Story Shuffle Project App. Image supplied by Eastleigh Borough Council.



Truth and Lies looks at the crucial role these play in fiction (no crime fiction would be complete without them, just to name one genre!).  They are often the spark for the conflict which is the story.  I look at how your “lying” characters should be able to have good reasons for being this way.  They have to be able to “carry it off” so need to be able to justify, if only to themselves, their lies and the way they act.  Sometimes, of course, it isn’t a case of “lying” as such but one character needing to change their perspective and there can be some interesting stories to write on that theme.   In a clear black and white truth and lie situation (as is often the case with fairytales), this conflict has to be resolved.  There has to be a clear “good guy” and “bad guy”.  I think this is one reason why fairytales will always be popular with children.  There is usually a clear sense of right and wrong and that can be comforting when, even at a young age, you do know the world isn’t always like that.  Thoughts and comments welcome on this…


The Joy of Editing (another of my titles that say it all!) discusses my three stages of editing.  I start with gettig rid of the typos and grammatical errors.  This is probably my least favourite of the editing stages I do so am glad to get it done (though I do have a final overview to check I have picked these all up).  The second is to check the story or article makes sense.  The third is to ensure any additions  work.  (These are usually put in because I spot something in the second edit that needs clarifying or I have inserted another, stronger idea I know will improve the piece).  The post gives more details but I would love to hear your thoughts and comments on editing.  Do you like it/hate it?  What do you find works best for you?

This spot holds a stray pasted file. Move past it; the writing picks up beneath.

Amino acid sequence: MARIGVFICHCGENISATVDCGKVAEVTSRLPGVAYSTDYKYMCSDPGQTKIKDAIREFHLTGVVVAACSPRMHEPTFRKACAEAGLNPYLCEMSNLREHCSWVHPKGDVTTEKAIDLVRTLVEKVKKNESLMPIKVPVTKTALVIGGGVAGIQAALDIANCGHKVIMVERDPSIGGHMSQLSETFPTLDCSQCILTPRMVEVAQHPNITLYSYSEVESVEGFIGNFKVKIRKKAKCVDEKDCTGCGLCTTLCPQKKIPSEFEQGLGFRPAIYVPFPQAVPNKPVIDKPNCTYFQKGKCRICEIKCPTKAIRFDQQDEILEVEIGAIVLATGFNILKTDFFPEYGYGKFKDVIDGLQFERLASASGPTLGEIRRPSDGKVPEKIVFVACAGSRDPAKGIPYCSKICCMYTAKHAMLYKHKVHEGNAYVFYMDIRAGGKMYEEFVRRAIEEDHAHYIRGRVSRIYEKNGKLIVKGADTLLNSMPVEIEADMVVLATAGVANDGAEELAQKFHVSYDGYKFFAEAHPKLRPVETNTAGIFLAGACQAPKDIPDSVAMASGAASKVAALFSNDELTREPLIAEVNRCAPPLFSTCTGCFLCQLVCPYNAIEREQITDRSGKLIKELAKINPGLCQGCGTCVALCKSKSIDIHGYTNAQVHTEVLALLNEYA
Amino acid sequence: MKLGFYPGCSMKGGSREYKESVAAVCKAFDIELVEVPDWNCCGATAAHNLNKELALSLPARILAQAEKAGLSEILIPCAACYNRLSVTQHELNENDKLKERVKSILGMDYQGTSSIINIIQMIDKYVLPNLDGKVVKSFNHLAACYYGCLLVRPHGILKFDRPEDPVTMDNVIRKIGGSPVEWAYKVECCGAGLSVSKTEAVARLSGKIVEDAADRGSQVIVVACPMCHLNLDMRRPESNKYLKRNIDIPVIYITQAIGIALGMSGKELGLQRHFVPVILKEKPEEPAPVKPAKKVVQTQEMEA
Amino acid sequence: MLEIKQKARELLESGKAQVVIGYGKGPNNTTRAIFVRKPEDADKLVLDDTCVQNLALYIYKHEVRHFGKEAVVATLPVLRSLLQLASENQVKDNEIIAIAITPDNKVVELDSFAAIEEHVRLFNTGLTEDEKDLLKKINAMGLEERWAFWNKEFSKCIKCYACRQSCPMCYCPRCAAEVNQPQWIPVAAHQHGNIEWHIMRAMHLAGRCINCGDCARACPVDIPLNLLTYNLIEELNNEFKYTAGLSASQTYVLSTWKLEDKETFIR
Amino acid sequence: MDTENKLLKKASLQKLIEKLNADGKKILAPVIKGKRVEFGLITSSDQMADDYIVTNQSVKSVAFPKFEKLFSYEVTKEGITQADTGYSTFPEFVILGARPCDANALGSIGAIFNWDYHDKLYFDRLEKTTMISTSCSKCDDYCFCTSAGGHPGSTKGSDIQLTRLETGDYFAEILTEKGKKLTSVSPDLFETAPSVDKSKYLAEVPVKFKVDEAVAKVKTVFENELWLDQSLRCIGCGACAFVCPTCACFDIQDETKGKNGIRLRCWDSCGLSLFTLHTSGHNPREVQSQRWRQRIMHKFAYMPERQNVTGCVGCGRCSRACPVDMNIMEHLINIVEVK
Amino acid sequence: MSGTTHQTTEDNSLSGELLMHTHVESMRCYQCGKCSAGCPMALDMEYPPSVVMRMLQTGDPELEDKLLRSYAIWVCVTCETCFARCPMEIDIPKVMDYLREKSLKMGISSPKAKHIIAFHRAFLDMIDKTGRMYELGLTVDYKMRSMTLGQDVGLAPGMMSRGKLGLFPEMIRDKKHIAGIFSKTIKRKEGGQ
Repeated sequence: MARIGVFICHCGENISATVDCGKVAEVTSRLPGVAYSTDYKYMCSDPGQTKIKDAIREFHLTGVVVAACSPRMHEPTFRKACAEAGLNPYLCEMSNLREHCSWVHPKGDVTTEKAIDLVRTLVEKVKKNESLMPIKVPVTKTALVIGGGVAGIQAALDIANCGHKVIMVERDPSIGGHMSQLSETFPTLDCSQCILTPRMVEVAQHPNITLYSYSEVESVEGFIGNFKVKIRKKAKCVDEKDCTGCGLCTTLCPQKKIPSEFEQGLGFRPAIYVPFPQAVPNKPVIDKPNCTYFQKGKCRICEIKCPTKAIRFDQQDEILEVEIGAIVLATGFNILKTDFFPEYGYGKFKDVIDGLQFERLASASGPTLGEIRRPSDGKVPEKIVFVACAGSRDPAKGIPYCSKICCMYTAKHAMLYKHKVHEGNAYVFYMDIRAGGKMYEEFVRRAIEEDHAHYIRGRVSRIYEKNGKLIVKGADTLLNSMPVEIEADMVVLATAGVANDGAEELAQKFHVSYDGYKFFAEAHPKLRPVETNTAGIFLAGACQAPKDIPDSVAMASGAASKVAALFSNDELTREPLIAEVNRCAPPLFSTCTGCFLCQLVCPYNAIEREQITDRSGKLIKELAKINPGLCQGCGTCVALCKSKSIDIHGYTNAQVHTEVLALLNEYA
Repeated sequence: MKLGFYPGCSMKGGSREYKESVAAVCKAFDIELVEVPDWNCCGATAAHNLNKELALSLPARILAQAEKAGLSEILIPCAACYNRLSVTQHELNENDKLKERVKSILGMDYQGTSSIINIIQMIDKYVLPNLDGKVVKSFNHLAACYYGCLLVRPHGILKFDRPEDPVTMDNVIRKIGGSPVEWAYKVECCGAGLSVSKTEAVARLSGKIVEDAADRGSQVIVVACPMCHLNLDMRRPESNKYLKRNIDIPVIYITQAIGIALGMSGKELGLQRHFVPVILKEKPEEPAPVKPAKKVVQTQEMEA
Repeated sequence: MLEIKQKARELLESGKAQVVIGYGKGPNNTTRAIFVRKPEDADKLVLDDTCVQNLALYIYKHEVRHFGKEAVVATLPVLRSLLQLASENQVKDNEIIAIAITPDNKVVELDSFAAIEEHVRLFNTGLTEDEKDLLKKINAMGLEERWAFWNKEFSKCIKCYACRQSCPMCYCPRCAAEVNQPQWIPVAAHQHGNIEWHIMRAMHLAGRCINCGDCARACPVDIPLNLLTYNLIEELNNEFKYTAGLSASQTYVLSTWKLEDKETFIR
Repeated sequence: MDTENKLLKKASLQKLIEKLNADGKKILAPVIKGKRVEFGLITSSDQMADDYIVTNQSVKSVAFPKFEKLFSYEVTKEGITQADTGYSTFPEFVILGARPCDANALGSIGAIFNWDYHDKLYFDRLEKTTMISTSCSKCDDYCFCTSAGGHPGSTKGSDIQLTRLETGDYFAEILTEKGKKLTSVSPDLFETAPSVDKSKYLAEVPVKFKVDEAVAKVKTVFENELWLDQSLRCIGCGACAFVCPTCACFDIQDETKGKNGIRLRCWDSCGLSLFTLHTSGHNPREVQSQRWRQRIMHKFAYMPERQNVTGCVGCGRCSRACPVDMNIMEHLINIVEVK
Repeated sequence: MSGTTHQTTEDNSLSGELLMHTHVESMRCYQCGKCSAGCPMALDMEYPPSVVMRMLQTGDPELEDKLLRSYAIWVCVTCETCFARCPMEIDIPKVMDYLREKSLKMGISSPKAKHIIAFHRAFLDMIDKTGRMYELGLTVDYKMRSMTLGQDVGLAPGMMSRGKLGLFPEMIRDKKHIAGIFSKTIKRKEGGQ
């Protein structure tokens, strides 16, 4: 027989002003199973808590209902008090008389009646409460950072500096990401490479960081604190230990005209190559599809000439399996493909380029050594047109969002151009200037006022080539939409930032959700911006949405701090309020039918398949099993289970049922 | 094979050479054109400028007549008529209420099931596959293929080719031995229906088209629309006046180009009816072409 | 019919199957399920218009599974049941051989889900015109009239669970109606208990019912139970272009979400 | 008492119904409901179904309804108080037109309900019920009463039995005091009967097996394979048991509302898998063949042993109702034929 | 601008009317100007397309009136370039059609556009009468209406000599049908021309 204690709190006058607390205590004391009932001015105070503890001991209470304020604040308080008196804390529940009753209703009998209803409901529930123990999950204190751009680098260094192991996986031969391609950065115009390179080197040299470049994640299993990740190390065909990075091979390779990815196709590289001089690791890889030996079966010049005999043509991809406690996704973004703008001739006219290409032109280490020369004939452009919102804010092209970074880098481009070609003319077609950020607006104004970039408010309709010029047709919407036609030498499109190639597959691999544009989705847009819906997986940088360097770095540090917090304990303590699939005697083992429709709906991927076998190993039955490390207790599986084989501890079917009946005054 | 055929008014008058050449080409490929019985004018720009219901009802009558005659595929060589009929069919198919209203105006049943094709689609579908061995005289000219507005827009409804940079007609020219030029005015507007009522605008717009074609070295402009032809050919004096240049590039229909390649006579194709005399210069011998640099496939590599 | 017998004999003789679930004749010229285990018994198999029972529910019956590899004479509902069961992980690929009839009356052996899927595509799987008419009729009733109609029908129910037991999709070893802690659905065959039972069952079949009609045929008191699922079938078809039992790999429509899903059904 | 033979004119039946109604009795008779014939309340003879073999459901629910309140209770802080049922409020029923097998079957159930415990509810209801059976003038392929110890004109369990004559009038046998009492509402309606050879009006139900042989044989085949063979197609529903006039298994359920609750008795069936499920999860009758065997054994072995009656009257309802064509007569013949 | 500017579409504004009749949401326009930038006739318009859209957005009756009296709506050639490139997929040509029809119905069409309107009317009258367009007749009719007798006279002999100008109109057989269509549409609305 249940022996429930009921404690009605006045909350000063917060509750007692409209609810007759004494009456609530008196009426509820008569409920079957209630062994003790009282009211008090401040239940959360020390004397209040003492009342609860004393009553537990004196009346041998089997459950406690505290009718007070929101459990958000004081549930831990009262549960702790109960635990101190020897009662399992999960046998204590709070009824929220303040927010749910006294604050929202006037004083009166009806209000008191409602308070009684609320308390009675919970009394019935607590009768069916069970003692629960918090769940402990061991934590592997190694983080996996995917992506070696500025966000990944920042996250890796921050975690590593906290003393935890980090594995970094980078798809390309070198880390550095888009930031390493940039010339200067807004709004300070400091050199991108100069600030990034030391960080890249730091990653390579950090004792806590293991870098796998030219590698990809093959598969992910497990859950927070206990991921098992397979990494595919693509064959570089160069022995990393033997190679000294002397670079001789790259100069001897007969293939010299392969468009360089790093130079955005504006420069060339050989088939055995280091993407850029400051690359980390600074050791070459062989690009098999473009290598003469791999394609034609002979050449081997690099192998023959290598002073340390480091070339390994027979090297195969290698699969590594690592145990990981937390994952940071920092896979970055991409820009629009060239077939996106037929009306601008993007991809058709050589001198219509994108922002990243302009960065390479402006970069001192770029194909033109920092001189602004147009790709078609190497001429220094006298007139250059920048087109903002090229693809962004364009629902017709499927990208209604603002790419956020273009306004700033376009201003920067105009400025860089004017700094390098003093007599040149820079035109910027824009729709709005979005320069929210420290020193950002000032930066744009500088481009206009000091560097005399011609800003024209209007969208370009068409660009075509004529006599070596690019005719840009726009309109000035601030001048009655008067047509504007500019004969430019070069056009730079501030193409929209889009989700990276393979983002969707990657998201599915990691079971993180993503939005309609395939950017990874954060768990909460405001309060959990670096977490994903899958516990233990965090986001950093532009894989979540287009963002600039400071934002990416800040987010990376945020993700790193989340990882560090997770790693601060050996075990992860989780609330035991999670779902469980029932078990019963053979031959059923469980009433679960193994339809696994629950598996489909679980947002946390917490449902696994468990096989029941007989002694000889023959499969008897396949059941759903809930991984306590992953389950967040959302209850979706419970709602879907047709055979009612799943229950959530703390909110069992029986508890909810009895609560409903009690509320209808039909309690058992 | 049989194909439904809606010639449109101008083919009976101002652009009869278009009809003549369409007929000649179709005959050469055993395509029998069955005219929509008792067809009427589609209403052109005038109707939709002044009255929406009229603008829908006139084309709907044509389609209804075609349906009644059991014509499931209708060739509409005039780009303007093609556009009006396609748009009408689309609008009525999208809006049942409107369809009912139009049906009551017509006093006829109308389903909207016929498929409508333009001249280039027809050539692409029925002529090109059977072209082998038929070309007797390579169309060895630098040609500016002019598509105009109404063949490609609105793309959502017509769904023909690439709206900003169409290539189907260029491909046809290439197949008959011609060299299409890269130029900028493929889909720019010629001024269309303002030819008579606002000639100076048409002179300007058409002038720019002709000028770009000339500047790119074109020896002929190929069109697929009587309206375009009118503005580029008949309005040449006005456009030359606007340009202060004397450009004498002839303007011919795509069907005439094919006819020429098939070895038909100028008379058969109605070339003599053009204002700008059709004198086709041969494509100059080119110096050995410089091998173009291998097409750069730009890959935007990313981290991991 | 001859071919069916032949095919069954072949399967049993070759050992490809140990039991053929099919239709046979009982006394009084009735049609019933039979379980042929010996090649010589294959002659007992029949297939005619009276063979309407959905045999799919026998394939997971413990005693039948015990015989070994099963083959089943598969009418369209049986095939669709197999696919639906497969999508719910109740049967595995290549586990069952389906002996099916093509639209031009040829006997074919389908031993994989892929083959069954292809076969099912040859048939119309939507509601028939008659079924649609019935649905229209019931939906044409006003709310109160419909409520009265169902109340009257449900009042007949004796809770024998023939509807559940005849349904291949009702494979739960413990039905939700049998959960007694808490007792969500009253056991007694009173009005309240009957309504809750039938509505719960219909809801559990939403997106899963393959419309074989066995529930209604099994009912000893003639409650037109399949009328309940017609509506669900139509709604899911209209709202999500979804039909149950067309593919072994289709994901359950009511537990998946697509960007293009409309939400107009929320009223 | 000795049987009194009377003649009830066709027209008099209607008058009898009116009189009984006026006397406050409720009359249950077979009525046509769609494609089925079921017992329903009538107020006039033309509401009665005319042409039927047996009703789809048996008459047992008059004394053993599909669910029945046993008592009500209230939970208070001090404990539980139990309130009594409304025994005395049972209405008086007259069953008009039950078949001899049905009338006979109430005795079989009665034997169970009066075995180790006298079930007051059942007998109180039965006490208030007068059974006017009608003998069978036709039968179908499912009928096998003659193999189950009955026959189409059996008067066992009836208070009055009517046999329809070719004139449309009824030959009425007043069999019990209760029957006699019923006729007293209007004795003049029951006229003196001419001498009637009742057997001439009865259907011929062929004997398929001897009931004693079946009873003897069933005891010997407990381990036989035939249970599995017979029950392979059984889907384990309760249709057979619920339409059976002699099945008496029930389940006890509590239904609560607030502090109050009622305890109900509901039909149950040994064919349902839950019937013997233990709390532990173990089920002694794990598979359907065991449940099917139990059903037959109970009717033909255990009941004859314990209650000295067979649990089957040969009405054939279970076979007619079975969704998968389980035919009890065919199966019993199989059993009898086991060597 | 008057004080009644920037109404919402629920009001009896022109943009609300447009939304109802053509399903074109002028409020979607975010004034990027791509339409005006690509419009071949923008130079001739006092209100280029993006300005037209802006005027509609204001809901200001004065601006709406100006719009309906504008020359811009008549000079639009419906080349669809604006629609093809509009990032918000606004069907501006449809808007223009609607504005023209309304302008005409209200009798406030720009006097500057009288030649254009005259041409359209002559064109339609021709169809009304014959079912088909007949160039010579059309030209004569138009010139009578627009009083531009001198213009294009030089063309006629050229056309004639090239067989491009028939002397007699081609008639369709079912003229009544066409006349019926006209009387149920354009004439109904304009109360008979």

Finally!  The perfect topic for a fiction writer to blog about – a Storytelling Festival! This is taking place in the Borough of Eastleigh (of which Chandler’s Ford is part) across ten local libraries and a local theatre.  It is being held between 10th – 22nd April and there are plenty of things to interest younger ones.

There are creative writing and other workshops (one I would have loved to have gone to had this been around when I was growing up is about Fairytales and Monsters and involves games and play!).

The Story Shuffle app, a project which digitised versions of the story of Sir Bevis of Hampton as written by school children across the Borough, is now being opened up to the public.  The children taking part initially had their own code so they could access their own and the other tales on the app but had to go to their local libraries to do so.  The same libraries are rerunning this but the public can now try this app.

I very much hope that everyone going to the Festival has a wonderful time and that reading for pleasure is encouraged by events like this.


I share news of my CFT post.



Feature Image Logo for web

I hope all who go to this have a fantastic, fictional time!  Image supplied by Eastleigh Borough Council.





Books really are the gatekeepers BUT they can also be investigators as Westminster Bones clearly is. Image via Pixabay.



I talk about Story Endings with Bite tonight and share one example from my book, From Light to Dark and Back Again.  You will easily guess the genre from the ending I share but it is what leads up to that ending which is the whole point of that particular story. I discuss the importance of the impact of the ending of the story and the methods I use when writing flash fiction in particular.  I sometimes start with the ending and work backwards, other times I start with an interesting line and see where it takes me, but the ending must be as strong as the beginning (and ideally stronger so you really finish with a “bang”!).


Truth and Lies looks at the fun to be had when reading a story for the first time as you try to work out which characters are generally truthful or not as the case may be.  Having an unreliable narrator is a great twist on this but the clues must be in the story that the narrator may not be all they appear to be.  The thing to remember is characters tell the truth as they see it.  The villain of the piece really does see that they are justified and will make out a case for it.  Great stories with lots of conflict can be had from working out why a character lies and what happens when their lying is exposed (which can come as a shock to them, if they honestly thought they had been right).


A short, sharp piece tonight about one reason I love books.  (Got to limit it to one otherwise I could have written a long essay on that topic!).


After a swim, I'm soon back at the keyboard. Image via Pixabay.

Back at the keyboard. Image via Pixabay.